Roosevelt then called Gabe Mervine (The Motet) to the stage for some trumpet. Gabe entered the stage to minor applause, triggering Rosie to send him backstage and run it back. Upon the second intro, the crowd errupted. Roosevelt also called Cody Russell (The Drunken Hearts) to the stage for some added steel. He nervously made his way up and rightfully so, as he would be playing alongside one of his favorites to a packed house. The following track was soulful and somewhat laid back as the guests were establishing their space and roles on the stage. Gabe took off first nailing it with bright instrumentation and fantastic tone. Cody stepped up next throwing down some impressive slide that reflected a much different background and approach than Roosevelt's. The crowd cheered before focus shifted to Joey as the song wound down. As Gabe and Cody began to wonder off stage, Roosevelt told them not to go anywhere and called Emily Clark to the stage for added vocals, as well as Cliff Porter from the Reno, NV band, Jelly Bread. Stevie Wonder's "Higher Ground" followed to close the first set of the evening with some impressive output from the guest vocalists. At one point Cliff went back and forth with Rosie, connecting the dots for many on the similarities between steel and vocals. Gabe took another big solo prior to Roosevelt passing it on to Cody, for a eerie resonating solo that added a cool vibe to the song. The song returned to the main riff and came to a close with the crowd cheering wildly.

"Congratulations on a sell out Mr. Collier," I said to Rosie with a smile.

"You're kidding me, man. Don't mess around," Roosevelt said naievely.

"Great work, man," I said holding out my hand, to which Rosie shook with a huge smile from ear to ear.

The band returned to the stage a short time later with the evening's special guest, Bill Nershi, featured on Otis Rush's "All Your Love." Billy handled vocals before taking on some funk riffs. Roosevelt stepped up and passed it back to Bill for his first solo of the evening. The crowd loved it and from there, Roosevelt jumped right into a jam with his cast of super heroes following suit. Joey chopped away with clavinet tones with Rosie outputting descending notation in conjunction with Bill. Bill took off again with a strong solo before the band dropped back in,steering the jam back towards the main riff, peaking a couple of times before the song's close. The String Cheese Incident's "Out And Inside" came next with Billy in the captain's seat. The song had a very raw flavor from the packaged version the fans are used to. The packed room danced wildly as Roosevelt jumped in following Bill's opening verse. Rosie passed it to Joey before Bill's ripping return. The song was a highlight on paper, though didn't completely translate live.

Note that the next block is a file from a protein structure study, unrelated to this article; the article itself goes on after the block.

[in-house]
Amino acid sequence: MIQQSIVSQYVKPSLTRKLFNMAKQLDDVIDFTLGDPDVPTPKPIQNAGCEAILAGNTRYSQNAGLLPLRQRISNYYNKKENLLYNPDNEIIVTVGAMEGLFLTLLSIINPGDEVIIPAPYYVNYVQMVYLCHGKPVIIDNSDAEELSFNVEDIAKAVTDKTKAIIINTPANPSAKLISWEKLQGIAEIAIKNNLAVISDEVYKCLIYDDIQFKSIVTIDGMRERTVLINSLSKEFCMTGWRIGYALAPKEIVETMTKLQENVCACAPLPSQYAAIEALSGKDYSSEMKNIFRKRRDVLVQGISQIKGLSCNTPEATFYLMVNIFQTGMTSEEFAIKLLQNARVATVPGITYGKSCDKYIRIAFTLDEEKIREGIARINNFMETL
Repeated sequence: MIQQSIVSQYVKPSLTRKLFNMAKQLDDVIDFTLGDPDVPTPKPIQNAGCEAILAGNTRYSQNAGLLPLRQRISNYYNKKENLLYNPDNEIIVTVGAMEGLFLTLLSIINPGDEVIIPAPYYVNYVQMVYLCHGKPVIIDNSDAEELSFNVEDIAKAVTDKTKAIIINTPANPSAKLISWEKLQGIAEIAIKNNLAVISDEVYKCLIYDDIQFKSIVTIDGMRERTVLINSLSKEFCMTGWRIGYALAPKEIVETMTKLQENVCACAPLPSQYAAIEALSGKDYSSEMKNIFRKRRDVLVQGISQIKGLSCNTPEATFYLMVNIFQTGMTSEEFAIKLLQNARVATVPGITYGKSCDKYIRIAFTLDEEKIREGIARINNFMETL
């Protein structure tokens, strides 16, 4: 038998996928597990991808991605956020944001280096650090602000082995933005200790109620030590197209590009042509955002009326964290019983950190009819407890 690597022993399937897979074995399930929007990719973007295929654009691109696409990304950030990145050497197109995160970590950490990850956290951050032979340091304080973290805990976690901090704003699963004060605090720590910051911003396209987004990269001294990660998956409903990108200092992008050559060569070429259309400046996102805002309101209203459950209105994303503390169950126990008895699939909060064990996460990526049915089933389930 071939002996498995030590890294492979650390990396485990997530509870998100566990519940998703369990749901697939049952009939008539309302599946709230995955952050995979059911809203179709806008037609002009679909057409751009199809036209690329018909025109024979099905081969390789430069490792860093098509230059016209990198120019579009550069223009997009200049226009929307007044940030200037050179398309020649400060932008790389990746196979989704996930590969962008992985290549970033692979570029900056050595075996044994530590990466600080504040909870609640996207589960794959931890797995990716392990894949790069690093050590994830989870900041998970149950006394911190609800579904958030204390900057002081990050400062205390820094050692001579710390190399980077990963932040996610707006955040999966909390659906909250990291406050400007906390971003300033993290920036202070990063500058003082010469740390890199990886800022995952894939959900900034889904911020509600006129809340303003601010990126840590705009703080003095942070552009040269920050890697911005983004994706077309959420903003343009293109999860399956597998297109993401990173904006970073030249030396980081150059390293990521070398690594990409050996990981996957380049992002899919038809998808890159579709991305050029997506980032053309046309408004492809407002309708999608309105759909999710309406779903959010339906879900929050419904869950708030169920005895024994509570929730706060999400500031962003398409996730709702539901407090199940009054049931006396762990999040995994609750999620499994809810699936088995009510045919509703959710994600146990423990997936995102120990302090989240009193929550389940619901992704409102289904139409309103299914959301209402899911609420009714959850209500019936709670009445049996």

Rosie called Gabe back to the stage before filling in the crowd on the rest of the weekend's shows. Joey and Dave kicked off the groove and Gabe jumped right into the mix leading the charge with an afrobeat vibe. Billy jumped in with a resonating tone as Roosevelt smiled and tossed chords at Billy while he noodled. Gabe dropped a big solo and Dave steered the song towards its close with a drum solo that built and built with subtle beauty. "More Bounce To The Ounce" came next after a shoutout to the ladies from Roosevelt on Joey's behalf, and some added talkbox. One more round of band intros and the second set came to a close. The packed house roared as the band exited the stage. A short time later Roosevelt returned to the stage with Jelly Bread in tow. It was a confusing moment, with Bill and members of The Motet remaining backstage and people in the crowd yelling for Billy. Ray Charles' "I've Got A Woman" was the choice to close the evening. Jelly Bread nailed it across the board, which made me feel better about the swapping of bands. A short time later the final notes were played and the band exited the stage, aside from Roosevelt who remained to talk to fans, take pictures and give thanks to those who were so grateful.

Back stage the party continued following Roosevelt's first sold out show at The 1up - Colfax! Musicians posed for photos with one another, drank an assortment of alcohol and wound down from the first of three nights of shows. I glanced down at my phone, which I had been checking all night, to gauge the weather situation, which was supposed to take a turn for the worse the following morning/afternoon. Venue Manager, Bobby Jones, arranged for ground transport while Hospitality Manager, Eric Fletcher, changed the marquee for the venue's upcoming shows. As Roosevelt's transport arrived, we sent him off and headed off ourselves into the cold Denver night.

Jim's Photo Gallery

Friday February 20, 2015:

Shakedown Bar
Vail, CO

Photos By J. Picard
Video By Carly Marthis